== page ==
Steve Robinson

In early April, Warren resident Steven Robinson was named Vermont’s 2024 Direct Support Professional of the Year by the American Network of Community Options and Resources (ANCOR) – a policy and advocacy organization.





Robinson has worked as a support professional for individuals with intellectual and developmental disabilities (IDD) for over 30 years. He is based within the Vermont Crisis Intervention Network (VCIN), a program of Upper Valley Services. For the ANCOR award, he was chosen from among 350 nominees.

Robinson studied resort management in college and worked at ski resorts in Vermont and New Hampshire after graduating. At that time, his sister, who worked for a small mental health agency in Waterbury, asked if he would be interested in doing respite care – providing breaks to shared living providers. In Vermont, a high percentage of adults with IDD live in the homes of individuals and families – a ‘shared living’ model.


His first job involved spending time with a nonverbal individual who had a diagnosis of autism. “I was young, and needed the work, so I tried it,” Robinson said. “And it was interesting.” For a few years, he continued the respite work in the evenings after ending his workday at VonTrapps in Stowe. “I slowly got pulled into human services, with my foot in the door, doing that work. I realized I kind of liked it,” he said.

Robinson spent the following few years doing daytime respite work for a small agency in Barre, helping individuals with their day-to-day tasks and jobs, then joined VCIN doing crisis intervention work – a job he’s enjoyed for decades.

VCIN, an organization with 17 employees, provides trainings and individual consultations for people who receive developmental services from the state. They also run several crisis residences across the state – places where adults with IDD who have lost their home placements can stay, usually for a period of weeks while the VCIN team sources a new home placement for them. Robinson is based in one of these residencies.





He said that while most adult clients with IDD are in need of new housing placements, others need to be connected to additional services like counseling or job placement. Connecting them to new activities that bring them joy is also part of the job, as is making them feel safe overall. He said he’s learned a lot about creating a sense of safety through the job, but “I’ve always kind of done that a little bit, in school and other situations. I’m not trained in de-escalating anything. I just try and be there, and listen, and provide a safe place for them.”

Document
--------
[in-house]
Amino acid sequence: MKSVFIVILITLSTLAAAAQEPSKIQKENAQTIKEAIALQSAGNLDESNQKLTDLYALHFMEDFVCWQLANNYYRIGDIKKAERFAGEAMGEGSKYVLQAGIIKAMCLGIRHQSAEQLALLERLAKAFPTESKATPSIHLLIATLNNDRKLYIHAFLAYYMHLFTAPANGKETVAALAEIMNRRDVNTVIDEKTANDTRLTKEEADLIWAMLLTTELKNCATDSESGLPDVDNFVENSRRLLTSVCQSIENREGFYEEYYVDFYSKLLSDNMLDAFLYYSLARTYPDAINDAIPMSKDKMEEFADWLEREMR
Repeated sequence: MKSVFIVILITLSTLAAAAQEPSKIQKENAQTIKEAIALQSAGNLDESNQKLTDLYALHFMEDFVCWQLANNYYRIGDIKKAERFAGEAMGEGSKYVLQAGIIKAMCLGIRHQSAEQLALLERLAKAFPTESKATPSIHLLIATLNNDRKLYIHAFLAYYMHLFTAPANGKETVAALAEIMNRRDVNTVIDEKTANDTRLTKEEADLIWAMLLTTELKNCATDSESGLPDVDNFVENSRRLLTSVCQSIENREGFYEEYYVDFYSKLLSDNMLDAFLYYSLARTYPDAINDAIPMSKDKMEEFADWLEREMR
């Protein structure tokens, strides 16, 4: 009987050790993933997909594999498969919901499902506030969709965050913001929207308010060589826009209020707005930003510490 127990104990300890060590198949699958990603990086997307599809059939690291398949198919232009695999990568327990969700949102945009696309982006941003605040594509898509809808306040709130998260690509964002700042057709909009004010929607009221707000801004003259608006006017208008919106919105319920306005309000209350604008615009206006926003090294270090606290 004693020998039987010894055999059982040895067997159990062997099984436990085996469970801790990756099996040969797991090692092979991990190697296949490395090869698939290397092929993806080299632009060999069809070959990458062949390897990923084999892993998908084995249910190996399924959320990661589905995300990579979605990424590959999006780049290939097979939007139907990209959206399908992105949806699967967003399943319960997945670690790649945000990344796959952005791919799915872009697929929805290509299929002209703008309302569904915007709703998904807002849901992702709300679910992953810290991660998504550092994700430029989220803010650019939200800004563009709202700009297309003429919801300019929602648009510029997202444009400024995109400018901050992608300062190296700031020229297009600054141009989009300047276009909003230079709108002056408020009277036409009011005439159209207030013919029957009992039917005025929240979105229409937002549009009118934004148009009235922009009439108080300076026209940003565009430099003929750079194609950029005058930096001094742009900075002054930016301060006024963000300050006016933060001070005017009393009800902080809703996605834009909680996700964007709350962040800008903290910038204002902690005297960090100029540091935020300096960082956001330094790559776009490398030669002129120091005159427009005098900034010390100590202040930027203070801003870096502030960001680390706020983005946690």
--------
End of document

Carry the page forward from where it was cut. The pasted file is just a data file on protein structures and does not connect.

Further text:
VCIN was founded in 1991 by Patrick Frawley, PhD, and Al Vecchione, PhD. At the time, the state was housing adults with IDD in a facility in Brandon called the Brandon Training School, founded in 1915. That facility was closed in 1993, having housed over 2,300 adults with IDD in its nearly 80 years of operation. The goal was to transition adults housed at the larger facility to individual home settings out in Vermont communities, compensating home providers. VCIN’s work, which had already started, became even more vital.  


Aside from Robinson’s day job with VCIN, he and his wife opened their home to several adults with IDD – one who has stayed with them for 32 years and another going on 10 years. Early on, they housed a woman who was transitioning from The Brandon School when it closed and she stayed with the Robinsons for seven years.

“It’s a hard sell for some people,” Robinson said about the concept of becoming a 24-hour home provider. “I remember thinking, I didn’t want to do it, but once we started doing it, it became a great life for us – for my family.”

For adults with IDD who find placements in individual homes, “the potential for transformation for the individual is just indescribable,” Frawley said.

“I don’t know what the recipe for success is,” Robinson added. “Sometimes people try it for a year and think they can’t do it. They give up too early, but it can get really good. The relationships just get stronger.”